Apple recently announced that more than a dozen new banks and credit unions have added support for Apple Pay, adding to the 98+ banks and institutions that have come on board with the payment plan.
The new banks and institutions are as follows:
Affinity Plus Federal Credit Union
American Airlines Credit Union
Bank of Hawaii
Baxter Credit Union
If nothing else, the iPhone industry is profitable for Apple.
The latest numbers from Strategy Analytics reveal that Apple continued to dominate in global smartphone profit during the fourth quarter of 2014, capturing a record-high 88.7 percent share of profit during the three-month period ending December. Apple earned quarterly operating profit of US$18.8 billion on iPhone sales, up from US$11.4 billion during the fourth quarter of 2013.
“Global smartphone operating profit grew 31 percent annually from US$16.2 billion in Q4 2013 to US$21.2 billion in Q4 2014. Android hardware vendors combined took a record-low 11 percent global smartphone profit share, down from 29 percent one year ago. In contrast, Apple iOS captured a record-high 89 percent profit share, up from 71 percent in Q4 2013.”
It never hurts to have the infrastructure in place.
Visa Europe has announced that its European contactless payment terminals will support the tokenization service used by Apple Pay by mid-April. This would allow Apple to introduce Apple Pay to Europe anytime from this point on.
Tokenisation technology will be at the heart of new mobile payment solutions and has been hailed as one of the best data protection and fraud prevention methods available. The new service will be available for European financial institutions from mid-April 2015.
Although Europe has had contactless payment cards for several years, these currently transmit the actual card details to the terminal. Apple Pay, in contrast, transmits single-use codes which card companies can map back to the actual card, a functionality currently only available in the USA. As of mid-April, that functionality will be available in Europe too–at least for Visa cards…
It never hurts to be part of the payment infrastructure.
Only two months after rumors surfaced that Samsung was considering becoming an Apple Pay competitor, the South Korean conglomerate has reportedly acquired mobile payments startup LoopPay to bolster its efforts.
Samsung began talks with LoopPay in December to integrate the latter’s magnetic payment technology into next-generation Galaxy devices. That partnership has apparently turned into an acquisition, as noted by Re/code and the Wall Street Journal.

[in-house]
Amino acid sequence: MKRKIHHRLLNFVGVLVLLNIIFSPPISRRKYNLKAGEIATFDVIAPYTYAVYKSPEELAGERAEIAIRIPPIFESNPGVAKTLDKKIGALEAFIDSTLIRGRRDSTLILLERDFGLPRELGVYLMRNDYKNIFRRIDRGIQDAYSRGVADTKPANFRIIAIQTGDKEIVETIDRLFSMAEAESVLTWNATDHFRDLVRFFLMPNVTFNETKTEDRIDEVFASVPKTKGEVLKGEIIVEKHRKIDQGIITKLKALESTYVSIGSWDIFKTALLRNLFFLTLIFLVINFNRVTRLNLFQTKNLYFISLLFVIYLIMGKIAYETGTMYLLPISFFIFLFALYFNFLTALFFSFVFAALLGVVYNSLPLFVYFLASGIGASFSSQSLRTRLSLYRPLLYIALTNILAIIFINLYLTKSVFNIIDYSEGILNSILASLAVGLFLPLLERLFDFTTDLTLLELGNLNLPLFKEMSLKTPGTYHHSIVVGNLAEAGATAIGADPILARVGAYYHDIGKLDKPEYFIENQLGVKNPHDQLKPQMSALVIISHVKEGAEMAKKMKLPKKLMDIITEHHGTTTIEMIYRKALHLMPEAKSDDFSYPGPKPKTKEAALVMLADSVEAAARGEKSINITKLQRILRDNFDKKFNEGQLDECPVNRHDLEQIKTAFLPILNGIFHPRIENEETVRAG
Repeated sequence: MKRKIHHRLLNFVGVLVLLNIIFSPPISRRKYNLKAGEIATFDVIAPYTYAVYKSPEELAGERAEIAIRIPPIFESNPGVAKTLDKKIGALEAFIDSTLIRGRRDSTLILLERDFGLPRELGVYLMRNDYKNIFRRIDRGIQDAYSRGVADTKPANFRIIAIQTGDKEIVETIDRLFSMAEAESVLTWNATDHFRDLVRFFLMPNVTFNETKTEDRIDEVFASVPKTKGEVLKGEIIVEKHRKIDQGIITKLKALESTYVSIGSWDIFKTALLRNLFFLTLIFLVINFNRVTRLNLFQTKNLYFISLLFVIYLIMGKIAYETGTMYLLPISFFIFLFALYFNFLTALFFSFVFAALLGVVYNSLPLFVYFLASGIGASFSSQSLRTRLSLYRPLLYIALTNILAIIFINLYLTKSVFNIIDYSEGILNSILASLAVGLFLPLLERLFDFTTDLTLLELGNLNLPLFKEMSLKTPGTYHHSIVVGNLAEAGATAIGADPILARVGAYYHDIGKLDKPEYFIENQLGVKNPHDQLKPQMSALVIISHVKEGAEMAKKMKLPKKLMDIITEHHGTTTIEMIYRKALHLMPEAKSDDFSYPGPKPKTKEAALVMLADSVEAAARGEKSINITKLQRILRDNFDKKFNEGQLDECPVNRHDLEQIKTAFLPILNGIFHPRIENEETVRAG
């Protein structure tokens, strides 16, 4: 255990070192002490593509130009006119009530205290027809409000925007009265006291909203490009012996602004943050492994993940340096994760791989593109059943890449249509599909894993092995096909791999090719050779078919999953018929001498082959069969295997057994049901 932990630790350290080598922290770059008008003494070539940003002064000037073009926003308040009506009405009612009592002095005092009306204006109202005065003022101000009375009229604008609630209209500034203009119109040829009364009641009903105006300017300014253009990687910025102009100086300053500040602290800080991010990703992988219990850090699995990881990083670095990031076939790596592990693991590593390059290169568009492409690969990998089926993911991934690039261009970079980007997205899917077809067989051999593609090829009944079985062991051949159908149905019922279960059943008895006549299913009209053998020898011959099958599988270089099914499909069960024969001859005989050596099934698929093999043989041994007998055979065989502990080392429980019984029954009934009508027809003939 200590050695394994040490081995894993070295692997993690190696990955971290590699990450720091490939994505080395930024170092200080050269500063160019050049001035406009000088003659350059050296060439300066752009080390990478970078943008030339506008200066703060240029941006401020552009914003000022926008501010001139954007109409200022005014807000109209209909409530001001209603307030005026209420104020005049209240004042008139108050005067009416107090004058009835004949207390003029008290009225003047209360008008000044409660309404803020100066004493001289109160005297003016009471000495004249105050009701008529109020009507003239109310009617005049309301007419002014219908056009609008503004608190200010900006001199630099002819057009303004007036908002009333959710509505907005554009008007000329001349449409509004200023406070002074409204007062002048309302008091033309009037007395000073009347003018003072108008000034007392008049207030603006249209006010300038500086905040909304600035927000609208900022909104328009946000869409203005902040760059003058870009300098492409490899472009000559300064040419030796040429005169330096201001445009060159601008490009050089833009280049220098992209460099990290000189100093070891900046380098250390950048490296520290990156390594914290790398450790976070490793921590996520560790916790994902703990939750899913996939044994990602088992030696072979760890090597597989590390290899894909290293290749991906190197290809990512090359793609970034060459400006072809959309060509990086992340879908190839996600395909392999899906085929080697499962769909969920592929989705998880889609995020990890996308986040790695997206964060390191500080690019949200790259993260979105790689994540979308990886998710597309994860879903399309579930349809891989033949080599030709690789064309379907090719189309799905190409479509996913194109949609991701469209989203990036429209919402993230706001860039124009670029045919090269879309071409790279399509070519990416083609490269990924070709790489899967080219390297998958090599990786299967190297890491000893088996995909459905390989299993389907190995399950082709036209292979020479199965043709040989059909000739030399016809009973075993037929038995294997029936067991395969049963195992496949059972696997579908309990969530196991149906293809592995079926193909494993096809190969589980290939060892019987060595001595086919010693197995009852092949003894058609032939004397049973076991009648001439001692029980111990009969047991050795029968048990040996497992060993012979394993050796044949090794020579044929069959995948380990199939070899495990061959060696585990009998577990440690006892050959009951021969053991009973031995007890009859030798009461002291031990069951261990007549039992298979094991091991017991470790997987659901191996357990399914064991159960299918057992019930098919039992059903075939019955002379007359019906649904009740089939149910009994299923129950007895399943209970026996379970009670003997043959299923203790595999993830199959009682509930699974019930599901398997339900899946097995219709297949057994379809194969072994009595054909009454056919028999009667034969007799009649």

Apple may have a few roadblocks before it can get Apple Pay into the Chinese marketplace.
As introduction efforts proceed, China’s central bank, UnionPay bank-card service and e-commerce giant Alibaba Group Holding Ltd. are standing up to Apple’s effort to bring the Apple Pay no-card-no-cash payment system to iPhone users in China.
At the same time, Apple has not yet “acknowledged regulators,” and as a result, “it’s unclear whether the product meets the government’s requirements” for a commercial operation.
Apple is also struggling with its relationship with UnionPay, China’s state-owned credit- and debit-card system operator. Sources close to the companies said that talks aimed at an agreement that would open China to Apple Pay have stalled.
This is sort of cool.
While assorted vendors are lining up and adding support for Apple Pay, JetBlue Airways has announced that it has become the first airline to use Apple Pay to purchase things in-flight starting next week.
Starting next week, passengers on select JetBlue Airways flights can use Apple Pay on their iPhone 6 and 6 Plus handsets to buy food, drinks and certain onboard amenities when the plane reaches cruising altitude. You’ll be able to upgrade to available premium seats via Apple Pay as well.
Remember that whole sapphire iPhone screen thing? When an idea goes south, you can still use the intended facility for something.
Following GT Advanced Technologies’ plans to file for Chapter 11, Apple appears to be swooping in with a plan to invest US$2 billion to convert their Arizona factory into a data center.
The more than 1.3 million-square-foot building, which was once a solar-panel factory, was a key part of Apple’s efforts to bring manufacturing back to the U.S. after years of relying on Asian suppliers to build the company’s iPhones, iPads and Mac computers. While Apple had promised to bring jobs to the area even after the bankruptcy, the data center will probably employ fewer staff compared with an operation churning out components for iPhones.
iPad sales may be on the decline, albeit Apple CEO Tim Cook says not to worry.
Per 9to5Mac and Macworld, Apple’s recent financial report noted “all-time record revenue from iPhone and Mac sales as well as record performance of the App Store,” while remaining silent on iPad sales. With year-on-year sales down 18%, and a reduction in average selling price meaning revenue was down 22%.
Tim Cook acknowledges that the switch to larger-screened iPhones mean the iPad is being squeezed from both sides.
“There’s probably some level of cannibalization that’s going on, with the Mac on one side and the phone on the other,” said Cook.
It was a good quarter for Apple.
Per 9to5Mac, Apple announced its Q1 2015 earnings results today, the company reporting US$74.6 billion in revenue and earning US$18 billion in profit during the three-month period.
The results showed a gross margin of 39.9 percent compared to 37.9 percent in the year-ago quarter. International sales accounted for 65 percent of the quarter’s revenue.